A teacher has no duty, however, to supervise all movements of all pupils all the time. See Benton v. School Bd., 386 So.2d 831 (Fla. 4th DCA 1980) (no teacher liability when child has finger crushed in bathroom door by another child). Under the circumstances in Benton, no duty could be imposed on a teacher to accompany one child to the bathroom since such a requirement would conflict with the greater duty to supervise generally. Since there was no duty, the district court's apparent adoption of the Ohman rationale (see discussion infra, p. 668) of limiting proximate cause is merely dicta, but one which we do not approve. In Benton the plaintiff had also failed to show any breach of duty, which would be difficult in any event since no duty existed. Cf. Bradshaw v. Rawlings, 612 F.2d 135 (3d Cir. 1979) (college has no duty of custodial care of students who, due to maturity, are capable of protecting self-interests, and because such a duty would impose an unrealistic burden on college), cert. denied, 446 U.S. 909, 100 S.Ct. 1836, 64 L.Ed.2d 26 (1980). The school also has no duty to supervise off-premises activities of students which are not school related. See Oglesby v. Seminole County Bd. of Pub. Instruction, 328 So.2d 515 (Fla. 4th DCA 1976).
Having determined a duty did exist under the circumstances of this case, the next predicate required for establishing a negligence action is that a breach of this duty by defendants was the proximate cause of the injury to plaintiffs. As we have once stated, the key to proximate cause is foreseeability, which means here determining whether the injuries to Bryant were a foreseeable consequence of the school's failure to supervise. See Vining v. Avis Rent-A-Car Systems, Inc., 354 So.2d 54 (Fla. 1977).
Breach of duty and damages are two additional elements required for a negligence cause of action. See W. Prosser, The Law of Torts § 30 (4th ed. 1971). Since a duty has been found, there can be no doubt that the total failure to supervise can be a breach of that duty. Also self-evident are the damages to the Bryants.
Whether a principal's or teacher's failure to supervise a student was the proximate cause of injuries suffered by a student is the issue most consistently litigated in negligent school supervision cases. The issue is usually complicated by the simultaneous tortious conduct of fellow students, so that the question becomes one of whether the fellow students' negligence was the intervening cause of the harm. Two distinct standards have developed. The first holds that a teacher's absence leading to an injury to one student by another can be the proximate cause of the injury only if the injury could not happen while the teacher was present. These cases generally find student misbehavior is the proximate and superceding cause of the harm. See Ohman v. Board of Education, 300 N.Y. 306, 90 N.E.2d 474 (1949). The second, and more reasonably supported, holds that certain student misbehavior is itself foreseeable and therefore is not an intervening cause which will relieve principals or teachers from liability for failure to supervise:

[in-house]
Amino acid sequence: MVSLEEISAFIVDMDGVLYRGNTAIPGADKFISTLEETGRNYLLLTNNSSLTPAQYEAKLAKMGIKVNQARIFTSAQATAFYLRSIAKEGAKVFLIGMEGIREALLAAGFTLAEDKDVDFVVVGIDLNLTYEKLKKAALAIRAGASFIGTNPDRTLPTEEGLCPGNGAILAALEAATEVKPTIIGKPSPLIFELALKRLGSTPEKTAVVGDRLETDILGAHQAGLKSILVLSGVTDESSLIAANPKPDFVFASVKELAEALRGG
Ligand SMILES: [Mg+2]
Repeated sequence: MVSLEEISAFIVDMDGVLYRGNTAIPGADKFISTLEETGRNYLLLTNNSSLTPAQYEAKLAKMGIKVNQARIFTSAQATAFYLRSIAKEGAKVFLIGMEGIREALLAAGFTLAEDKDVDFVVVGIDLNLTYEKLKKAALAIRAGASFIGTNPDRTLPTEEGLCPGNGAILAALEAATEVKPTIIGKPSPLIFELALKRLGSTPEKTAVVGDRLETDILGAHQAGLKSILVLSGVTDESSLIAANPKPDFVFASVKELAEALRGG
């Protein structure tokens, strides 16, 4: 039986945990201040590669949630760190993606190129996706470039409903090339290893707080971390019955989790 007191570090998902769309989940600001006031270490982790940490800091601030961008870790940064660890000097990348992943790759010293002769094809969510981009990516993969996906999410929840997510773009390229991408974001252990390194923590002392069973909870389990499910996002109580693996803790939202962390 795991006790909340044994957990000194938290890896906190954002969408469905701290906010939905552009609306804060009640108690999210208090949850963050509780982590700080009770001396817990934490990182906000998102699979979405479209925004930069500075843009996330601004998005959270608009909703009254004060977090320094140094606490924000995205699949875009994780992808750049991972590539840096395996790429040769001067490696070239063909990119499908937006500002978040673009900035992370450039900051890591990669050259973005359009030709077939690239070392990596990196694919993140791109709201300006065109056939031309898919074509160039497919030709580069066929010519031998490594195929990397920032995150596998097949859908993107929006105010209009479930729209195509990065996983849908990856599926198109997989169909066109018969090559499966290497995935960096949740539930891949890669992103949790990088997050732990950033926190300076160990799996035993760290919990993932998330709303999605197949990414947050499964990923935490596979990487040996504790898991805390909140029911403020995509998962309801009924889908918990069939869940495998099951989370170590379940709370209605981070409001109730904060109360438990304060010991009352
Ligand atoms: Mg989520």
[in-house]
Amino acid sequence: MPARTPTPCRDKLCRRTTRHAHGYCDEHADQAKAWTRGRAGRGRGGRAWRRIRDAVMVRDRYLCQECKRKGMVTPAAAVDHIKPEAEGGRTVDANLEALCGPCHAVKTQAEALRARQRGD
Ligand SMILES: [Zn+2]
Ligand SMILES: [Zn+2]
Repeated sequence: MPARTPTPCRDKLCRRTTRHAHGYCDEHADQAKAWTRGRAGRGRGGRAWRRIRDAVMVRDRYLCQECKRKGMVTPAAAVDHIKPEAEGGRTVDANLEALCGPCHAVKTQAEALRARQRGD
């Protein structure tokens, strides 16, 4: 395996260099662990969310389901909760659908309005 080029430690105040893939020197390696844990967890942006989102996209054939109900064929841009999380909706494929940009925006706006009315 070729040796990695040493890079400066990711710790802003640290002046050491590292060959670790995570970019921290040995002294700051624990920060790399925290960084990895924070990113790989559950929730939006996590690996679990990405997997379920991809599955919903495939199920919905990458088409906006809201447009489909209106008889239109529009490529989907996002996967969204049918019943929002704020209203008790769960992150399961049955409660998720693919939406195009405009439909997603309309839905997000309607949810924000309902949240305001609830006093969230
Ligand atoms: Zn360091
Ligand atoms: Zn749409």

"[W]e should not close our eyes to the fact that . . . boys of seventeen and eighteen years of age, particularly in groups where the herd instinct and competitive spirit tend naturally to relax vigilance, are not accustomed to exercise the same amount of care for their own safety as persons of more mature years." Recognizing that a principal task of supervisors is to anticipate and curb rash student behavior, our courts have often held that a failure to prevent injuries caused by the intentional or reckless conduct of the victim or a fellow student may constitute negligence.Dailey v. Los Angeles Unified School District, 2 Cal.3d 741, 748-49, 470 P.2d 360, 364, 87 Cal.Rptr. 376, 380 (1970). Courts following this standard find that a lack of deportment in unsupervised students is to be expected. Thus rough-housing or hazing at a high school club initiation is behavior which is not so extraordinary as to break the chain of causation between the school's failure to supervise and the injury to the student. See, e.g., Sheenan v. St. Peter's Catholic School, 291 Minn. 1, 188 N.W.2d 868 (1971); Titus v. Lindberg, 49 N.J. 66, 228 A.2d 65 (1967); Cirillo v. City of Milwaukee, 34 Wis.2d 705, 150 N.W.2d 460 (1967); Chappel.
We perceive that the Dailey standard more nearly comports with Florida negligence law which recognizes that the intervening negligence of a third party does not relieve the original tortfeasor of his negligence if the intervening negligence is foreseeable. See Gibson v. Avis Rent-A-Car System, Inc., 386 So.2d 520 (Fla. 1980); Vining. A standard which recognizes that certain student misconduct will foreseeably occur when students are left unsupervised fulfills the definition in Gibson which finds an intervening cause foreseeable when "`in the field of human experience' the same type of result may be expected again." Id. at 522-23.